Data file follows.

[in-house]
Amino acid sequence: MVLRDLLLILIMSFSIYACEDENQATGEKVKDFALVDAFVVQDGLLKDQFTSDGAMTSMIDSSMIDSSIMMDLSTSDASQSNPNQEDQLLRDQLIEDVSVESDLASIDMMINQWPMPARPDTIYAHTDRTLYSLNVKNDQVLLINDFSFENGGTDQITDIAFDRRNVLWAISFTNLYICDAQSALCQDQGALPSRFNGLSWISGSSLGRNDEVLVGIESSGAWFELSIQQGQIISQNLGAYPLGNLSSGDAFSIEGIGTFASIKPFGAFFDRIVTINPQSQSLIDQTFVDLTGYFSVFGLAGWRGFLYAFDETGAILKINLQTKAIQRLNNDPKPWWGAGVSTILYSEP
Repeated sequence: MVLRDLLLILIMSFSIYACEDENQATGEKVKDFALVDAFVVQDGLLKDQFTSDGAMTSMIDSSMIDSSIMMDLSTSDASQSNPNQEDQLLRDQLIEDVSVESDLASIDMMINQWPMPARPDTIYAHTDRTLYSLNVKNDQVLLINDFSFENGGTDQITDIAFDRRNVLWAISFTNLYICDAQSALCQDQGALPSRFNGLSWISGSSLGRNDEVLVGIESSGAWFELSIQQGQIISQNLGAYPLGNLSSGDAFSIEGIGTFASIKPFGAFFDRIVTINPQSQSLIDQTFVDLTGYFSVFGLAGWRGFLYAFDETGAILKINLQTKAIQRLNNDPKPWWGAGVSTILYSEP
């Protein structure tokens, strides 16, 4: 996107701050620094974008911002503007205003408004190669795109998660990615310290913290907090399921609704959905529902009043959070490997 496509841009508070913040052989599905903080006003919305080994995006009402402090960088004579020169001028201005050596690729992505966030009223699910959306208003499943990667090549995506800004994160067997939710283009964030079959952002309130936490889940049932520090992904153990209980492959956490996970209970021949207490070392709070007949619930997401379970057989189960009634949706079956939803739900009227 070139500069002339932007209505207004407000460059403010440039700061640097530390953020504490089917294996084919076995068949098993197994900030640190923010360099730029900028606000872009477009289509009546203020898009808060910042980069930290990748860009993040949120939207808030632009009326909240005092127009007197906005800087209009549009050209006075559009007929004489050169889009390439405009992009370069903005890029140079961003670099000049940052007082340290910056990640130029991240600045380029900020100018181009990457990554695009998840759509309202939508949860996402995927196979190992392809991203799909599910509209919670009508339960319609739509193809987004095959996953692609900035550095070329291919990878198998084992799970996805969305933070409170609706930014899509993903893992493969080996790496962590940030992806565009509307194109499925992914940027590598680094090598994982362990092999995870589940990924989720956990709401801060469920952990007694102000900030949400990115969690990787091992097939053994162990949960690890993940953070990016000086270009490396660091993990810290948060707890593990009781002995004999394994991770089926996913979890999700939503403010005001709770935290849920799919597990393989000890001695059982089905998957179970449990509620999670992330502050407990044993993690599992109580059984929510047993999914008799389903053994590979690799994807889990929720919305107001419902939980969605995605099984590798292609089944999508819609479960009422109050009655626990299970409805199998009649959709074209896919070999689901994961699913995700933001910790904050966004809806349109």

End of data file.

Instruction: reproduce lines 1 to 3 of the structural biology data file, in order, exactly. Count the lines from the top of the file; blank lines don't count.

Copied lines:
[in-house]
Amino acid sequence: MVLRDLLLILIMSFSIYACEDENQATGEKVKDFALVDAFVVQDGLLKDQFTSDGAMTSMIDSSMIDSSIMMDLSTSDASQSNPNQEDQLLRDQLIEDVSVESDLASIDMMINQWPMPARPDTIYAHTDRTLYSLNVKNDQVLLINDFSFENGGTDQITDIAFDRRNVLWAISFTNLYICDAQSALCQDQGALPSRFNGLSWISGSSLGRNDEVLVGIESSGAWFELSIQQGQIISQNLGAYPLGNLSSGDAFSIEGIGTFASIKPFGAFFDRIVTINPQSQSLIDQTFVDLTGYFSVFGLAGWRGFLYAFDETGAILKINLQTKAIQRLNNDPKPWWGAGVSTILYSEP
Repeated sequence: MVLRDLLLILIMSFSIYACEDENQATGEKVKDFALVDAFVVQDGLLKDQFTSDGAMTSMIDSSMIDSSIMMDLSTSDASQSNPNQEDQLLRDQLIEDVSVESDLASIDMMINQWPMPARPDTIYAHTDRTLYSLNVKNDQVLLINDFSFENGGTDQITDIAFDRRNVLWAISFTNLYICDAQSALCQDQGALPSRFNGLSWISGSSLGRNDEVLVGIESSGAWFELSIQQGQIISQNLGAYPLGNLSSGDAFSIEGIGTFASIKPFGAFFDRIVTINPQSQSLIDQTFVDLTGYFSVFGLAGWRGFLYAFDETGAILKINLQTKAIQRLNNDPKPWWGAGVSTILYSEP